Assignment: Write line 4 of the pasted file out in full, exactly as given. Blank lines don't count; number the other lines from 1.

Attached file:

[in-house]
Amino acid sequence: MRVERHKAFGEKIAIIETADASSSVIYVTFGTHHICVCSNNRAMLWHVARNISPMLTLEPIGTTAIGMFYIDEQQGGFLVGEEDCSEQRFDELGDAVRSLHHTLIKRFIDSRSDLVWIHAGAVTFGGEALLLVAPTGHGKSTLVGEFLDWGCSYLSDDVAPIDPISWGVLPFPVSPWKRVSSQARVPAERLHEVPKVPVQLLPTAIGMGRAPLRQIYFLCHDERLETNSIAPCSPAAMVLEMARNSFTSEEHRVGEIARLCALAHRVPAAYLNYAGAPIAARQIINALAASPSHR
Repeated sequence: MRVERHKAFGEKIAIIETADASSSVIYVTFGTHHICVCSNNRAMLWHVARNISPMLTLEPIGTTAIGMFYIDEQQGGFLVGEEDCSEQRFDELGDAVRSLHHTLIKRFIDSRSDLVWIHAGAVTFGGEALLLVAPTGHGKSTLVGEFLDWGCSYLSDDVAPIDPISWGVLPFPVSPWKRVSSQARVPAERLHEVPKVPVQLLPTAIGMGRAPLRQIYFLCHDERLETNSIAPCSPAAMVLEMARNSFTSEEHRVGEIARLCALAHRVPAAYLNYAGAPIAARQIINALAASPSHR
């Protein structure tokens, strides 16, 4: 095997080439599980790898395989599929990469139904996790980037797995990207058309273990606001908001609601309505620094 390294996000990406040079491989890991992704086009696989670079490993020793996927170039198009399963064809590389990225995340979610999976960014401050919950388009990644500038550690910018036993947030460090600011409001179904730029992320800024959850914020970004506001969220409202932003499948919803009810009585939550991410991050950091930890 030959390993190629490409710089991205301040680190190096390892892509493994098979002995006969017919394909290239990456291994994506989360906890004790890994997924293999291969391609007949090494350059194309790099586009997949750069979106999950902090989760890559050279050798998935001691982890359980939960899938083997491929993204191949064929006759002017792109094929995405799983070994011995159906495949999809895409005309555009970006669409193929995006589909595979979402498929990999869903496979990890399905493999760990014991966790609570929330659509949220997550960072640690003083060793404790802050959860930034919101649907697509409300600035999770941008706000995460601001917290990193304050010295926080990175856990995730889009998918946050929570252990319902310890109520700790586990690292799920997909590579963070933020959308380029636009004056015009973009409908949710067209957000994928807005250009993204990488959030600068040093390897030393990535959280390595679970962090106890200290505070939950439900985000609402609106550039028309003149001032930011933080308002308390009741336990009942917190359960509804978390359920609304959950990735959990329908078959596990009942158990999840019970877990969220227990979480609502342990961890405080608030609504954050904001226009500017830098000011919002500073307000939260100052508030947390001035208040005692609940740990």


């Protein structure tokens, strides 16, 4: 095997080439599980790898395989599929990469139904996790980037797995990207058309273990606001908001609601309505620094 390294996000990406040079491989890991992704086009696989670079490993020793996927170039198009399963064809590389990225995340979610999976960014401050919950388009990644500038550690910018036993947030460090600011409001179904730029992320800024959850914020970004506001969220409202932003499948919803009810009585939550991410991050950091930890 030959390993190629490409710089991205301040680190190096390892892509493994098979002995006969017919394909290239990456291994994506989360906890004790890994997924293999291969391609007949090494350059194309790099586009997949750069979106999950902090989760890559050279050798998935001691982890359980939960899938083997491929993204191949064929006759002017792109094929995405799983070994011995159906495949999809895409005309555009970006669409193929995006589909595979979402498929990999869903496979990890399905493999760990014991966790609570929330659509949220997550960072640690003083060793404790802050959860930034919101649907697509409300600035999770941008706000995460601001917290990193304050010295926080990175856990995730889009998918946050929570252990319902310890109520700790586990690292799920997909590579963070933020959308380029636009004056015009973009409908949710067209957000994928807005250009993204990488959030600068040093390897030393990535959280390595679970962090106890200290505070939950439900985000609402609106550039028309003149001032930011933080308002308390009741336990009942917190359960509804978390359920609304959950990735959990329908078959596990009942158990999840019970877990969220227990979480609502342990961890405080608030609504954050904001226009500017830098000011919002500073307000939260100052508030947390001035208040005692609940740990």